ABCs: Education sales drop sees Fairfax digital subs down on last quarter as print slides again

Screen Shot 2015-05-13 at 10.32.17 pmFor the first time since it introduced its paywall Fairfax Media has seen quarter on quarter declines in its digital subscriptions for The Sydney Morning Herald and The Age.

The mastheads both saw declines in the latest Audit Bureau of Circulation figures with The Age shedding 6,306 digital subscriptions (down 4.87 per cent) while the Herald shed 1,572 (down 1.18 per cent).

The news comes as most of the uptake of most digital offerings continued to level off at around 5-10 per cent year on year, with the Herald Sun recovering from last quarter’s decline in digital subscriptions to post a 6.95 per cent quarterly rise, coinciding with the start of the AFL season.

QoQ DigitalMost of the loss in Fairfax’s digital subs appears to have come from the Fairfax’s highly discounted education offering, which allows schools to buy access to a year’s worth of digital replicas at a large discount.

A spokespeson for Fairfax acknowledged the fall in digital subscriptions explaining: “March quarter education sales across both print and digital will generally be lower than the December quarter because of how academic calendars run.

“Schools generally finish the week prior to Christmas, but don’t start back until the last week of January or the first week of February. Additionally, education orders don’t start coming in until the various school terms commence.”

“Fairfax Media will continue to focus on profitable circulation for all its mastheads,” said the spokesman in a statement.

The full year comparison shows The Age up 9.7 per cent in weekday digital subscriptions, while weekday print subscriptions have fallen 11.90 per cent.

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It was a similar picture at the Sydney Morning Herald with the newspaper posting more moderate digital weekday year-on-year growth of 5.7 per cent, while the print editions fell 11.3 per cent on weekdays and slightly less on weekends.

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Over at News Corp The Australian was up 8.8 per cent year-on-year in digital subscriptions to 67,561 while its weekday print product now sits just above the 100,000 mark falling, 6.5 per cent to 104,165.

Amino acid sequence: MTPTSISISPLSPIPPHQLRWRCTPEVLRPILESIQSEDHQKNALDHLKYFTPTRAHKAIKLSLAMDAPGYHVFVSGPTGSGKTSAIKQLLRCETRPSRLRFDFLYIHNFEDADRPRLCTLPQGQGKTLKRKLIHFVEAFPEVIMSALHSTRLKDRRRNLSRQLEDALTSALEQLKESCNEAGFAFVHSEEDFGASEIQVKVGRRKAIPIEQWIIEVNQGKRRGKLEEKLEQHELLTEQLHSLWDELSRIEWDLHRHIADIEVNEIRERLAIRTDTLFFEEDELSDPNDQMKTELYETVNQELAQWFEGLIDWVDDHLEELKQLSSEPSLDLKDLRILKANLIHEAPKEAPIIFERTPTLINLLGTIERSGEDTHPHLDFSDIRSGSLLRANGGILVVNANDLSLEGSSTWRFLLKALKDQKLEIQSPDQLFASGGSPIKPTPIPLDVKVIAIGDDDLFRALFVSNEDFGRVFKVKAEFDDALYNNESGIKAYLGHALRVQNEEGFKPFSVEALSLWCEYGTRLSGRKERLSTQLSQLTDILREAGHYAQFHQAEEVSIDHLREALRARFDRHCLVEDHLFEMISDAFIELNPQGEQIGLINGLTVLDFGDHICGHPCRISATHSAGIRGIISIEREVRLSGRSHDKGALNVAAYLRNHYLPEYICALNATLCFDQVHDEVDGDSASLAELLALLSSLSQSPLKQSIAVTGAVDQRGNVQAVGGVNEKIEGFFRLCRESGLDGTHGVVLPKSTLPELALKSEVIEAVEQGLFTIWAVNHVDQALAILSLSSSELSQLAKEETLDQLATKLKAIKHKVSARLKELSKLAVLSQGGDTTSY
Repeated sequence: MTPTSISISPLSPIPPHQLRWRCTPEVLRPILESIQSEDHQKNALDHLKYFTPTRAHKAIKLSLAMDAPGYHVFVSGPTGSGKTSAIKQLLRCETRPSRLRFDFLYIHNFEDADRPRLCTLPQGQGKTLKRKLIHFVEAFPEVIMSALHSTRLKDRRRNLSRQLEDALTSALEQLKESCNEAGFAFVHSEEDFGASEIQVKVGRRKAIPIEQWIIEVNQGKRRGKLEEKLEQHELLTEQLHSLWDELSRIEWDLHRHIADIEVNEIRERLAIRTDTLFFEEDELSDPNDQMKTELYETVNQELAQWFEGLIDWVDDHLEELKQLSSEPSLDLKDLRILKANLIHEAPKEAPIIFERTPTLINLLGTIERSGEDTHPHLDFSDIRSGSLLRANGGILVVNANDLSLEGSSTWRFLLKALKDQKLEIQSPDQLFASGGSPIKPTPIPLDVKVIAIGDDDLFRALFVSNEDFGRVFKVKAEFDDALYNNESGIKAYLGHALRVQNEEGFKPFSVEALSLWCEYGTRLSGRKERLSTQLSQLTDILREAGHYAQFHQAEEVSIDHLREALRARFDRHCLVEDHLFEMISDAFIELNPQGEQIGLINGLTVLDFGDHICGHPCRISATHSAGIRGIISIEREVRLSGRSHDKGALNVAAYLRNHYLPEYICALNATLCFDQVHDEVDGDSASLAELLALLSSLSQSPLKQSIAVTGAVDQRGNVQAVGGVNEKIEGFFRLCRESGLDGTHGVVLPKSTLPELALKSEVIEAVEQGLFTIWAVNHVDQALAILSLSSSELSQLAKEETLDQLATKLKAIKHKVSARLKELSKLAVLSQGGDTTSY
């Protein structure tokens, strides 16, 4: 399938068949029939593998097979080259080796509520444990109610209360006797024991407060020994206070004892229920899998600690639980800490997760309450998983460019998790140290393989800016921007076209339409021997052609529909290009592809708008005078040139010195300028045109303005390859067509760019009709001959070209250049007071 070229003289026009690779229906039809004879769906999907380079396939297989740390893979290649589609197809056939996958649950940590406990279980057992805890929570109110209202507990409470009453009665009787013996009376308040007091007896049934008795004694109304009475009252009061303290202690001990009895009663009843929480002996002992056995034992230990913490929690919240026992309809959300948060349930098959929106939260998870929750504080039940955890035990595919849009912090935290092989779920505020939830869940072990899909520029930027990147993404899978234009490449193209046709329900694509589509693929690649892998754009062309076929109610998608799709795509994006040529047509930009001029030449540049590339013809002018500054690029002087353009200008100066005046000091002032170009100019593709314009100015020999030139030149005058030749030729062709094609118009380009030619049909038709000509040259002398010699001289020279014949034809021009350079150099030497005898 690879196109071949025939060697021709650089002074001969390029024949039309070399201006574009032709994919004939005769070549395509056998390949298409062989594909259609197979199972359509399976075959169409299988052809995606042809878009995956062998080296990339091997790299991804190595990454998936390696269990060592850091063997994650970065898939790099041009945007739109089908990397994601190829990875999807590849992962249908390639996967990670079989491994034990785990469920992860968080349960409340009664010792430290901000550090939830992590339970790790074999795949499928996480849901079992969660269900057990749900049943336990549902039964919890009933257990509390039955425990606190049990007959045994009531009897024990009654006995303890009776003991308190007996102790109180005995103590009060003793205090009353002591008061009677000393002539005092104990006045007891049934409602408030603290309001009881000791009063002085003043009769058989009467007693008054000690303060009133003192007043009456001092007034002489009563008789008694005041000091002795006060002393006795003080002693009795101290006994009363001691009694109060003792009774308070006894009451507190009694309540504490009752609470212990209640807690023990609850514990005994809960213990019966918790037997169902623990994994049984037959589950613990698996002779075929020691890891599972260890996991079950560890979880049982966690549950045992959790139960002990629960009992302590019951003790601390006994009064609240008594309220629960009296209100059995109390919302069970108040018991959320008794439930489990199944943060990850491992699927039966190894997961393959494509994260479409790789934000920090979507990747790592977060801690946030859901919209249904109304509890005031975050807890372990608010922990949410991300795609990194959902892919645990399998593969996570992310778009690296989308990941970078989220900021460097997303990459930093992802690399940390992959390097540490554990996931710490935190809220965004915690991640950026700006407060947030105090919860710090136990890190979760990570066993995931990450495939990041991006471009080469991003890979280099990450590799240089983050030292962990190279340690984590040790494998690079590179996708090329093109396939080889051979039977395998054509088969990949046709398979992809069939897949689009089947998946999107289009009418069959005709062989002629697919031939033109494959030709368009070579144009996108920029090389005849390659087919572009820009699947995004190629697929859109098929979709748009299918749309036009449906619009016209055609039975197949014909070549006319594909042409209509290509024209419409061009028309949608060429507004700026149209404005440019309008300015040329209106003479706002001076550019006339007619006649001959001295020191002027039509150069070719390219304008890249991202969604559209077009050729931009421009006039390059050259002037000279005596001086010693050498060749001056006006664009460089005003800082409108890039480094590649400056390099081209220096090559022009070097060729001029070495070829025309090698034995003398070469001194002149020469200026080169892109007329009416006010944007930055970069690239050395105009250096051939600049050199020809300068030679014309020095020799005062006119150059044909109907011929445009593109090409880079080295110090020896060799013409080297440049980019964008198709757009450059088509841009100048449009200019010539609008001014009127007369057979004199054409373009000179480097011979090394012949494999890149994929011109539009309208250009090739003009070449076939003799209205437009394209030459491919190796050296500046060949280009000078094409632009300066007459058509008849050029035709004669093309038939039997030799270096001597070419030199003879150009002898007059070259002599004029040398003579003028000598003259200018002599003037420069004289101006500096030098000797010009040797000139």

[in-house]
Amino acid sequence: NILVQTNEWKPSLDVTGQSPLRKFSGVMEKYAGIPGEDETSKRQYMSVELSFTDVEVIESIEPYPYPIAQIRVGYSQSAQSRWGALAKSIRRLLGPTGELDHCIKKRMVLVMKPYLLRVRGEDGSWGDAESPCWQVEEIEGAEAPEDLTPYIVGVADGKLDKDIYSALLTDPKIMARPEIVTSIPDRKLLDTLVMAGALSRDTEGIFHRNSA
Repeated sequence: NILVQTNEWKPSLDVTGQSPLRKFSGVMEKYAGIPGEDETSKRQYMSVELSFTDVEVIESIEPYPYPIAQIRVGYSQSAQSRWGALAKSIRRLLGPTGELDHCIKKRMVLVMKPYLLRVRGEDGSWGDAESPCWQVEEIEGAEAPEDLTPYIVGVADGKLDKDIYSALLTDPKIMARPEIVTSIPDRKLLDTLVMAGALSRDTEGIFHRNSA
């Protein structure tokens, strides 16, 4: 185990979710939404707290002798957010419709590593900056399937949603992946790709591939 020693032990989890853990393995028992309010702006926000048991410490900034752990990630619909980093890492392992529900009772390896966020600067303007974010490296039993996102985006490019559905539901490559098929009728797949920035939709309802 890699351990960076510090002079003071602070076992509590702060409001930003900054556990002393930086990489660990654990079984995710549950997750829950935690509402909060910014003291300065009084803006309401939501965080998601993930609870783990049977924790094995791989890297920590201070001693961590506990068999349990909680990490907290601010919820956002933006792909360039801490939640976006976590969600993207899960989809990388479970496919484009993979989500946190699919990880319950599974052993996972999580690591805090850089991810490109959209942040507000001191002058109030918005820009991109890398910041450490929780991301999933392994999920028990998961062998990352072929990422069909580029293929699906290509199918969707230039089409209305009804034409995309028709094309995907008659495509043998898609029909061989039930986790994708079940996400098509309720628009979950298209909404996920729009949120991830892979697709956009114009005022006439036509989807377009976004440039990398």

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Among its metropolitan tabloid titles News Corp still refuses to release digital subscription data for the Daily Telegraph, Courier Mail and Adelaide Advertiser.

However, the publisher commenced an aggressive promotion in the quarter giving consumers Samsung tablets when they sign up for a one year digital subscription.

This plus the return of Victoria’s major sporting code AFL boosted the Herald Sun in digital – up 11.1 per cent year-on-year.  Print declines remained constant with all of its editions dropping around 8 per cent.

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Looking across the weekday print editions Fairfax’s The Canberra Times posted the biggest fall of this survey with a 16.5 per cent year-on-year decline, now hovering just above the 20,000 copies mark.

It was far from the only newspaper to post double digit print declines with Fairfax’s Sydney Morning Herald and News’s Herald Sun and NT News also in the club.

Screen Shot 2015-05-14 at 12.44.49 amThe Daily Telegraph is rapidly approaching the 250,000 mark in weekday print sales with a decline of 7.7 per cent, while the West Australian had the smallest weekday decline of 4 per cent.

Screen Shot 2015-05-14 at 12.45.35 amHowever this survey saw Seven West Media’s The West Australian’s Saturday edition fall below the 250,000 sales watershed, dropping 7.40 per cent.

Most Saturday papers posted similar losses with the exception of the two territory newspapers, with the Canberra Times falling 11.1 per cent and the NT News falling 14.2 per cent to have a Saturday circulation of 18,999.

Among the Sunday newspapers the Sunday Telegraph remains Australia’s highest selling newspapers with 466,976 editions sold, but continues to decline after passing the half million mark back in August.

While the Sunday Tele was down 8.5 per cent its rival the Sun-Herald nearly doubled this with a 13.5 per cent fall to 222,873 copies.

Screen Shot 2015-05-14 at 12.46.21 amThe Sun Herald was far from alone with a number of other Sunday newspapers posting between 8 and 11 per cent declines.

National business newspaper the Australian Financial Review had a 7.5 per cent fall on weekdays, while its weekend edition appears to have arrested the double digit declines of 2014, posting only a 1.3 per cent drop to a circulation of 61,911.

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Fairfax refuses to release digital subscription numbers for the AFR.

In a statement on the figures News Corp Australia CEO Julian Clarke said: “The latest ABC circulation data shows our strong growth in digital subscriptions, with Mon-Fri net paid digital sales up 8 per cent year on year. This includes 9 per cent growth at The Australian and 11 per cent at the Herald Sun.

“Although circulation of printed newspapers has declined, it is offset by the ongoing growth of digital readership.”

He pointed to the latest Enhanced Media Metrics Australia (EMMA) data which showed the publisher had 15.1m readers across its metro and national masthead last month.

“These numbers affirm our position as Australia’s number one publisher,” he added.

Nic Christensen 


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